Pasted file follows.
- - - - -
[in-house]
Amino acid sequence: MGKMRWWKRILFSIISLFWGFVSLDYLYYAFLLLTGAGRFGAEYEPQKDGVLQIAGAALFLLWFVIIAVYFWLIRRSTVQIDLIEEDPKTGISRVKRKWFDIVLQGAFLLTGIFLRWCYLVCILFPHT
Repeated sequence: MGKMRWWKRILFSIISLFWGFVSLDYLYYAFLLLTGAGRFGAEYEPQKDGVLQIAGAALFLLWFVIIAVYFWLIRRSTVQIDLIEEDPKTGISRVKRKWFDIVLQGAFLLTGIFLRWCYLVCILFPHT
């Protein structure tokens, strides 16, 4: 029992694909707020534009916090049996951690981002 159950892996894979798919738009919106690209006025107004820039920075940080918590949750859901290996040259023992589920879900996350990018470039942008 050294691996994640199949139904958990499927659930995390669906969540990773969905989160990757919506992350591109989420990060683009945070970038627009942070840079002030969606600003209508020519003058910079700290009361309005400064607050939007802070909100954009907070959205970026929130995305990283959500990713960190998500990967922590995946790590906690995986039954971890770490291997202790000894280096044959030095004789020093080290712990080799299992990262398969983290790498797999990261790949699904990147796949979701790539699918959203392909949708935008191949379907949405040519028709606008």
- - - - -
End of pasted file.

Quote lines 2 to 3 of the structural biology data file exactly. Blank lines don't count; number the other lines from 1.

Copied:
Amino acid sequence: MGKMRWWKRILFSIISLFWGFVSLDYLYYAFLLLTGAGRFGAEYEPQKDGVLQIAGAALFLLWFVIIAVYFWLIRRSTVQIDLIEEDPKTGISRVKRKWFDIVLQGAFLLTGIFLRWCYLVCILFPHT
Repeated sequence: MGKMRWWKRILFSIISLFWGFVSLDYLYYAFLLLTGAGRFGAEYEPQKDGVLQIAGAALFLLWFVIIAVYFWLIRRSTVQIDLIEEDPKTGISRVKRKWFDIVLQGAFLLTGIFLRWCYLVCILFPHT